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How Five Activist Investing Campaigns Fared, In A Single Chart

Bloomberg has a huge report on the state of activist investing. Here's the basic summary of some of the biggest campaigns, laid out in one simple chart.

Posted on August 26, 2013, at 2:19 p.m. ET

Activist investors like billionaire hedge fund manager Carl Icahn have been very, very busy in the past several years. Most recently, Bloomberg and a number of outlets are reporting that ValueAct Capital had been pressuring for a board seat just before Microsoft CEO Steve Ballmer decided to retire.

Ballmer's announcement that he would leave his post in the next year, unsurprisingly, sent the stock up nearly 10% — though the company still had a mixed record under his leadership.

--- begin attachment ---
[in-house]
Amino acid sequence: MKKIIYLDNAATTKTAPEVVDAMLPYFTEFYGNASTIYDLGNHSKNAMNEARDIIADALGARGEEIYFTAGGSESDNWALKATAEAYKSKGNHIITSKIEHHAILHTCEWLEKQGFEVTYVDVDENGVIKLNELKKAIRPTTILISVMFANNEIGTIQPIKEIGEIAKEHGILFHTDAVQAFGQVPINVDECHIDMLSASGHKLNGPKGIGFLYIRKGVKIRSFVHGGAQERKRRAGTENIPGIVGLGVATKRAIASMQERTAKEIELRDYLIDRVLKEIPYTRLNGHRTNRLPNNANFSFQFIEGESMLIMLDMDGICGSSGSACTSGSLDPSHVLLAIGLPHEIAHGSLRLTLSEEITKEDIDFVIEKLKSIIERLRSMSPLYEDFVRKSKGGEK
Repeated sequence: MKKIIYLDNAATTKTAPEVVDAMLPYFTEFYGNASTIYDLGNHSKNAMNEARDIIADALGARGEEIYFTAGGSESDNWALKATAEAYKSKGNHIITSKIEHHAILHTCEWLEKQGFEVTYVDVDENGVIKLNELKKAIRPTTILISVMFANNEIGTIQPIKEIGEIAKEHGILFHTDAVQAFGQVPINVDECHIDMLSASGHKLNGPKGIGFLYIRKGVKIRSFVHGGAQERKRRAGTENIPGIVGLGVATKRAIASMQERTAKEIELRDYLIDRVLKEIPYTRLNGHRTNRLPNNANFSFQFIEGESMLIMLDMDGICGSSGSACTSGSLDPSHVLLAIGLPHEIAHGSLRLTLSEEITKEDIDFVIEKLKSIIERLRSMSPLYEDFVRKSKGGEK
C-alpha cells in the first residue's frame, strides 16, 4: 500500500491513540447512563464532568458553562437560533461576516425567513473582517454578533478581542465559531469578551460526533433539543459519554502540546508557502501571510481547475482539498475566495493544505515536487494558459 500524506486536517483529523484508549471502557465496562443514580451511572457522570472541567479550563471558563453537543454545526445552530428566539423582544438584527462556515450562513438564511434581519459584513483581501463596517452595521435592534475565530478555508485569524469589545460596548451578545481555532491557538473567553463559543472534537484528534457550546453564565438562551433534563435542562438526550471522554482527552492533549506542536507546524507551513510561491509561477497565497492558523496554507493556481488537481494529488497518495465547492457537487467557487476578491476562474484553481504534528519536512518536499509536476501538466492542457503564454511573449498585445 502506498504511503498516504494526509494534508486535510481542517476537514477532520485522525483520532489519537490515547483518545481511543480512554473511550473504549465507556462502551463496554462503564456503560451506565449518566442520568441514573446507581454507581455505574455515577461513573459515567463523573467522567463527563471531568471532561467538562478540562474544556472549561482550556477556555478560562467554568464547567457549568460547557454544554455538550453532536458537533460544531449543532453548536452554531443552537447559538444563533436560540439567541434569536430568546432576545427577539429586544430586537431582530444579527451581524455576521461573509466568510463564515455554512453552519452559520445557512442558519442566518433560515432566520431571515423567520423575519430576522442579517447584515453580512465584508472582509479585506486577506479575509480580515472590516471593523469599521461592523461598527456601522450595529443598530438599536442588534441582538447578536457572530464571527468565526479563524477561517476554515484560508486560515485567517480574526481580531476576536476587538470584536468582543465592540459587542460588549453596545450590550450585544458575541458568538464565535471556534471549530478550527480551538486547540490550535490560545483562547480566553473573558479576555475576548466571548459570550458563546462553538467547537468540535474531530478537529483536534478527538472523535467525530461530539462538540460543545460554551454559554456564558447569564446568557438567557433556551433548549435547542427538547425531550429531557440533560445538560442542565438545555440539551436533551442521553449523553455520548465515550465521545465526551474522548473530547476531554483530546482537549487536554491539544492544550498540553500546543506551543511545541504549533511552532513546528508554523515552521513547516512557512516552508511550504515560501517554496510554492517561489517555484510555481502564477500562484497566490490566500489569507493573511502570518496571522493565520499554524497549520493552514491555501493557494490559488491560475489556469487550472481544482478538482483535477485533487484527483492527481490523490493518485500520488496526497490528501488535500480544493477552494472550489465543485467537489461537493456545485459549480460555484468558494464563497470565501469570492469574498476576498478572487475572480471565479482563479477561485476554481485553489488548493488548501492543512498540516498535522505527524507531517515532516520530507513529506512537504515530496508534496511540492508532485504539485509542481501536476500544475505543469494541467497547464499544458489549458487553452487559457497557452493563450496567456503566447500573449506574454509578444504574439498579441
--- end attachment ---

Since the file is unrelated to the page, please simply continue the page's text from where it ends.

In fact, according to a new comprehensive report from Bloomberg, slicing the head off the beast has turned out to be a relatively successful strategy. Dan Loeb's replacement of Yahoo CEO in exchange for Marissa Mayer nearly doubled the stock price. Icahn's pressure at Chesapeake energy, according to Bloomberg, has also reaped rewards, as has activist pressure at Nutrisystem.

According to the same Bloomberg report, assets managed by activist funds have more than doubled over the past five years. Of the 23 companies where activists won executive or director changes in the past year and a half, more than half have outperformed the S&P.

The biggest sore spot has to be the replacement of J.C. Penney's CEO under pressure from Bill Ackman, which has sent the company — and its stock — into a tailspin.

At the end of the day, it's the stock price that matters most, and some strategies have clearly performed better than others.